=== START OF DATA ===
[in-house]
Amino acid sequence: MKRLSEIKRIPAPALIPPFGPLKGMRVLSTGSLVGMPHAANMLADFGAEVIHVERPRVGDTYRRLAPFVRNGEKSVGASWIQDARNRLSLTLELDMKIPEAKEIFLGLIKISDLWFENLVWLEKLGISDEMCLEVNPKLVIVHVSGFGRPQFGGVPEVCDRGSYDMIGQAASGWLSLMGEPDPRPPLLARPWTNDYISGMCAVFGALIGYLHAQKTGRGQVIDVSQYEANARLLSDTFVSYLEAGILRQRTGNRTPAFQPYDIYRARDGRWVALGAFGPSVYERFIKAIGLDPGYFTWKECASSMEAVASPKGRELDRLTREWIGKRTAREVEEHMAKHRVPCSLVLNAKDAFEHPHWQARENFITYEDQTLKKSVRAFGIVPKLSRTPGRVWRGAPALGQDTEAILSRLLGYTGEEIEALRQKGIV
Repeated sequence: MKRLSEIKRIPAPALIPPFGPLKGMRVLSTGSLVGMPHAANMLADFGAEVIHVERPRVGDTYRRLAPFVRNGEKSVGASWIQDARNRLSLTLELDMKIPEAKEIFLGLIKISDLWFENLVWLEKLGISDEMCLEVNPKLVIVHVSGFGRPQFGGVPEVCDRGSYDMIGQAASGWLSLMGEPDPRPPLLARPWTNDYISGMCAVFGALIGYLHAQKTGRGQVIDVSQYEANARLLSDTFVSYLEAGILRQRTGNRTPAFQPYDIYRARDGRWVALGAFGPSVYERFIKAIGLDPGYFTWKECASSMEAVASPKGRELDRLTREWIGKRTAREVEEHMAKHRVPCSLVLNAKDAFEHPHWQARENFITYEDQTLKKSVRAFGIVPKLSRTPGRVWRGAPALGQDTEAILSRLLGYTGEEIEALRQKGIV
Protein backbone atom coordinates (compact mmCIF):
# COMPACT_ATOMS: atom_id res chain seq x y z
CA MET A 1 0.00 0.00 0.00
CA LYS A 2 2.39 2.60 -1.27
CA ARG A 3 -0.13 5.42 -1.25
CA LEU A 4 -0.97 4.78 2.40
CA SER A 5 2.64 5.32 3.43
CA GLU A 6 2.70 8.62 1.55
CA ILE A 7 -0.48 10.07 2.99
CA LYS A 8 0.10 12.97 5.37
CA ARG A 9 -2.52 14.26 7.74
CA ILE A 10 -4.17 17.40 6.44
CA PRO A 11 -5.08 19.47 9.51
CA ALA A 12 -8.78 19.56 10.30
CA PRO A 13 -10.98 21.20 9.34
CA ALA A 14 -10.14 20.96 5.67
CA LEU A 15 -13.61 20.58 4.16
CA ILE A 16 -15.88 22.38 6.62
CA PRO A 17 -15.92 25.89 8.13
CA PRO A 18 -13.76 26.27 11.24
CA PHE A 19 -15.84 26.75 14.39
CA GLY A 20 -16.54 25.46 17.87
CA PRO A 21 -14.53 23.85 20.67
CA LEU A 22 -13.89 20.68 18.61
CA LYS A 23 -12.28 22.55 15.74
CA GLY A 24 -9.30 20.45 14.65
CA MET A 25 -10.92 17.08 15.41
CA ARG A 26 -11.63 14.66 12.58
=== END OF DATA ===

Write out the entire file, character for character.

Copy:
[in-house]
Amino acid sequence: MKRLSEIKRIPAPALIPPFGPLKGMRVLSTGSLVGMPHAANMLADFGAEVIHVERPRVGDTYRRLAPFVRNGEKSVGASWIQDARNRLSLTLELDMKIPEAKEIFLGLIKISDLWFENLVWLEKLGISDEMCLEVNPKLVIVHVSGFGRPQFGGVPEVCDRGSYDMIGQAASGWLSLMGEPDPRPPLLARPWTNDYISGMCAVFGALIGYLHAQKTGRGQVIDVSQYEANARLLSDTFVSYLEAGILRQRTGNRTPAFQPYDIYRARDGRWVALGAFGPSVYERFIKAIGLDPGYFTWKECASSMEAVASPKGRELDRLTREWIGKRTAREVEEHMAKHRVPCSLVLNAKDAFEHPHWQARENFITYEDQTLKKSVRAFGIVPKLSRTPGRVWRGAPALGQDTEAILSRLLGYTGEEIEALRQKGIV
Repeated sequence: MKRLSEIKRIPAPALIPPFGPLKGMRVLSTGSLVGMPHAANMLADFGAEVIHVERPRVGDTYRRLAPFVRNGEKSVGASWIQDARNRLSLTLELDMKIPEAKEIFLGLIKISDLWFENLVWLEKLGISDEMCLEVNPKLVIVHVSGFGRPQFGGVPEVCDRGSYDMIGQAASGWLSLMGEPDPRPPLLARPWTNDYISGMCAVFGALIGYLHAQKTGRGQVIDVSQYEANARLLSDTFVSYLEAGILRQRTGNRTPAFQPYDIYRARDGRWVALGAFGPSVYERFIKAIGLDPGYFTWKECASSMEAVASPKGRELDRLTREWIGKRTAREVEEHMAKHRVPCSLVLNAKDAFEHPHWQARENFITYEDQTLKKSVRAFGIVPKLSRTPGRVWRGAPALGQDTEAILSRLLGYTGEEIEALRQKGIV
Protein backbone atom coordinates (compact mmCIF):
# COMPACT_ATOMS: atom_id res chain seq x y z
CA MET A 1 0.00 0.00 0.00
CA LYS A 2 2.39 2.60 -1.27
CA ARG A 3 -0.13 5.42 -1.25
CA LEU A 4 -0.97 4.78 2.40
CA SER A 5 2.64 5.32 3.43
CA GLU A 6 2.70 8.62 1.55
CA ILE A 7 -0.48 10.07 2.99
CA LYS A 8 0.10 12.97 5.37
CA ARG A 9 -2.52 14.26 7.74
CA ILE A 10 -4.17 17.40 6.44
CA PRO A 11 -5.08 19.47 9.51
CA ALA A 12 -8.78 19.56 10.30
CA PRO A 13 -10.98 21.20 9.34
CA ALA A 14 -10.14 20.96 5.67
CA LEU A 15 -13.61 20.58 4.16
CA ILE A 16 -15.88 22.38 6.62
CA PRO A 17 -15.92 25.89 8.13
CA PRO A 18 -13.76 26.27 11.24
CA PHE A 19 -15.84 26.75 14.39
CA GLY A 20 -16.54 25.46 17.87
CA PRO A 21 -14.53 23.85 20.67
CA LEU A 22 -13.89 20.68 18.61
CA LYS A 23 -12.28 22.55 15.74
CA GLY A 24 -9.30 20.45 14.65
CA MET A 25 -10.92 17.08 15.41
CA ARG A 26 -11.63 14.66 12.58